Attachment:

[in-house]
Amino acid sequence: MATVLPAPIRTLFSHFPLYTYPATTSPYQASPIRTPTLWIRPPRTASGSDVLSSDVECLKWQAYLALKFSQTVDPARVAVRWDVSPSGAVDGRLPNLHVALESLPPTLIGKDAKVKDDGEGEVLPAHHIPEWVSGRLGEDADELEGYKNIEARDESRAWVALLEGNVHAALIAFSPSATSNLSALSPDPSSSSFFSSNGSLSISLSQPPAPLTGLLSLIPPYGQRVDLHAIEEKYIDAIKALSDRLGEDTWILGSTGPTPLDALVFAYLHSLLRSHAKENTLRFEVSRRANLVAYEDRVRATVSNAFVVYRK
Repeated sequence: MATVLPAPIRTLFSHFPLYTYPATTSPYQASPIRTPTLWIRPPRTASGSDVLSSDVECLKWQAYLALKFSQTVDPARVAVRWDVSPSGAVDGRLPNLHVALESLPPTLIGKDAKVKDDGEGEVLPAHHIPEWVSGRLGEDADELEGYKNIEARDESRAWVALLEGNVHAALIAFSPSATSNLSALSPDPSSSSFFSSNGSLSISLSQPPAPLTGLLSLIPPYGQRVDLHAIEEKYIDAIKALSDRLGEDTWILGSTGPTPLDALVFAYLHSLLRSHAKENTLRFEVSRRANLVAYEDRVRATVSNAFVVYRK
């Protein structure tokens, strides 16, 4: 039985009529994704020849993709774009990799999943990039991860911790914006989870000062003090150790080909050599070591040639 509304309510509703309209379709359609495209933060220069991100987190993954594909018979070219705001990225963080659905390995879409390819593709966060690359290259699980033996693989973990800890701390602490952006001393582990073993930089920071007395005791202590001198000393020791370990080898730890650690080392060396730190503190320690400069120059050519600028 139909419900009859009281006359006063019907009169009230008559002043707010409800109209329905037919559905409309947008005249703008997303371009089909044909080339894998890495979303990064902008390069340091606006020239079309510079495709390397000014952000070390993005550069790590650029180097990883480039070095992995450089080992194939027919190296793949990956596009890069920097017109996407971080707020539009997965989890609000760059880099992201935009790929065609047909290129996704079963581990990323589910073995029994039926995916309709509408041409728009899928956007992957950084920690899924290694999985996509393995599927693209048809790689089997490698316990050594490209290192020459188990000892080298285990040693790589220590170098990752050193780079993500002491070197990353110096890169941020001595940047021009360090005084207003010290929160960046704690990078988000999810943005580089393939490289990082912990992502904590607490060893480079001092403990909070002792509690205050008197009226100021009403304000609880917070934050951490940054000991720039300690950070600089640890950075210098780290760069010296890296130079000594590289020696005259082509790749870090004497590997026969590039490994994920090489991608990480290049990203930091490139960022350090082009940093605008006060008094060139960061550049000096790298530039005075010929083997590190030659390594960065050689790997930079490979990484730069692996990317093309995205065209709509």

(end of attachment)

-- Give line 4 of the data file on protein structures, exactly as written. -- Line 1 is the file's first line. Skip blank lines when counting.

């Protein structure tokens, strides 16, 4: 039985009529994704020849993709774009990799999943990039991860911790914006989870000062003090150790080909050599070591040639 509304309510509703309209379709359609495209933060220069991100987190993954594909018979070219705001990225963080659905390995879409390819593709966060690359290259699980033996693989973990800890701390602490952006001393582990073993930089920071007395005791202590001198000393020791370990080898730890650690080392060396730190503190320690400069120059050519600028 139909419900009859009281006359006063019907009169009230008559002043707010409800109209329905037919559905409309947008005249703008997303371009089909044909080339894998890495979303990064902008390069340091606006020239079309510079495709390397000014952000070390993005550069790590650029180097990883480039070095992995450089080992194939027919190296793949990956596009890069920097017109996407971080707020539009997965989890609000760059880099992201935009790929065609047909290129996704079963581990990323589910073995029994039926995916309709509408041409728009899928956007992957950084920690899924290694999985996509393995599927693209048809790689089997490698316990050594490209290192020459188990000892080298285990040693790589220590170098990752050193780079993500002491070197990353110096890169941020001595940047021009360090005084207003010290929160960046704690990078988000999810943005580089393939490289990082912990992502904590607490060893480079001092403990909070002792509690205050008197009226100021009403304000609880917070934050951490940054000991720039300690950070600089640890950075210098780290760069010296890296130079000594590289020696005259082509790749870090004497590997026969590039490994994920090489991608990480290049990203930091490139960022350090082009940093605008006060008094060139960061550049000096790298530039005075010929083997590190030659390594960065050689790997930079490979990484730069692996990317093309995205065209709509």